Books that Make an Impact Questionnaire
Choosing 15 books that have had a lasting impact on me.
(Note: I don't return much to books. And I don't read enough, as I said in the past. These are just ones I loved or didn't.)
1. The Adventures of Tom Sawyer - Mark Twain
I know Huck Finn is more "canonical", but Twain's avuncular third-person narration is fantastic. I've loved this for years and years. And years.
2. 1984 - George Orwell
Has a lot to say about the world today. Any 9-11 conspiracy theory featuring the media is testament to that.
3. Star of the Sea - Joseph O'Connor
This is a great Irish Famine novel. Probably O'Connor's masterpiece, although I've read little else from him. Some of the imagery and use of metaphor blows the mind. I've grown fonder of it as I've come to realise that it is matchless in my recent memory.
4. The Keepers of Truth - Michael Collins
A bleakly funny literary thriller set in (I think) America's rust belt in the 80s, published in the mid 90s. His best work IMHO, although he has returned to top form quite recently.
5. The Night In Question - Tobias Wolff
Wolff was on Irish radio a few years back. He said a piece of advice he'd give for the short story form is "Leave out anything that the reader doesn't need to know." Any short story collection by him is undoubtedly great, although I've only read a couple. One quibble I have is with a recent anthology - apparently Mr. Wolff is still editing his stories since their original publications. I haven't made any comparisons, but isn't this akin to cutting the last chorus out of a song from a Greatest Hits package, or trimming an intro or something? Sure, Paul Simon says that he regrets the third verse of Bridge Over Troubled Water, but should an artist exercise their prerogative to make a cut like that?
6. The Mermaids Singing - Val McDermid
A police thriller thing with a fantastic twist that McDermid has never topped in the rest of the Tony Hill/Carol Jordan series as far as twists go - perhaps because we now know the characters so well.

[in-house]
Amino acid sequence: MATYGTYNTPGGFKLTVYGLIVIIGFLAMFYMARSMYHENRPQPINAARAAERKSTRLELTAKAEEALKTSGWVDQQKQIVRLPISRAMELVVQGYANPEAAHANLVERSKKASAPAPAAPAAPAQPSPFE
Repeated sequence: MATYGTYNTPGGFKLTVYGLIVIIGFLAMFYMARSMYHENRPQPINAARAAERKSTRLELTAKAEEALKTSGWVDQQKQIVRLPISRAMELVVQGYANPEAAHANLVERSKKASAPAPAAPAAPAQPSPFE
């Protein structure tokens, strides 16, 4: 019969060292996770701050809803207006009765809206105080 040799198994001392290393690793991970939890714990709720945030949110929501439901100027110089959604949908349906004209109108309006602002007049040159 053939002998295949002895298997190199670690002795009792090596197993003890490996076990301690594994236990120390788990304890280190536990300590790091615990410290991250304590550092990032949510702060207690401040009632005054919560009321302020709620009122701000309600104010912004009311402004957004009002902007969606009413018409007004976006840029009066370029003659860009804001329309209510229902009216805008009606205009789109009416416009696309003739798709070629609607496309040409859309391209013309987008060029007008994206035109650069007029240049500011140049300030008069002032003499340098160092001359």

7. The Master - Colm Toibin
Fictionalised bio of Henry James. Some of the passages made me want to applaud when I'd finished them.
8. The Kite Runner - Khaled Hosseini The characterisation of the two boys is mindblowing. Narrator is all too gratingly human. The fact that the novel descends into an action adventure story is to this fantastic work's credit - in any other book, it wouldn't be a failing.
9. Adolf Hitler: My Part in His Downfall-Spike Milligan
I've read a couple of his autobiographies. Good stuff. Spike Milligan is a very funny man, although I would've been loath to admit it due to the daftness of some of his comedy. But it was groundbreaking surrealism.
10. The Lord of the Rings - JRR Tolkien
It bored me to tears, and it took about two years to read the bloody thing. Not even one of Legolas's amazing set pieces from the movies made it into the novelisation. (That's my little joke. You don't have to laugh. It's just for me.)
11. Brian Keenan - An Evil Cradling
Account of time spent by hostage in Beirut. Beautiful. I've read a couple of these guys' accounts and this is by far the very best. Keenan is a very skilled stylist, and he depicts his predicament with amazing clarity and beauty. Recommended by Paul C Snr, and suggested as a form of therapy. He wasn't wrong.
12. The Sea - John Banville
His other stuff is good too. And there's actually nothing wrong with it really taking off in the last 15 pages.
13. Catch 22 - Joseph Heller
Wasn't caught up in this immediately - the opening pages were a bit confusing for me, as I was younger. But it's good, alright.
14. Catcher in the Rye - JD Salinger
Methinks this is a great example of a writer finding a voice and running with it.
15. Angela's Ashes - Frank McCourt
Brilliant, deserved all the plaudits it got. It became part of the "Ireland pulling back the curtains, tearing down the walls, letting out the skeletons, coming clean about all the secrets" social change. And a beautiful enhancement it is to all that stuff.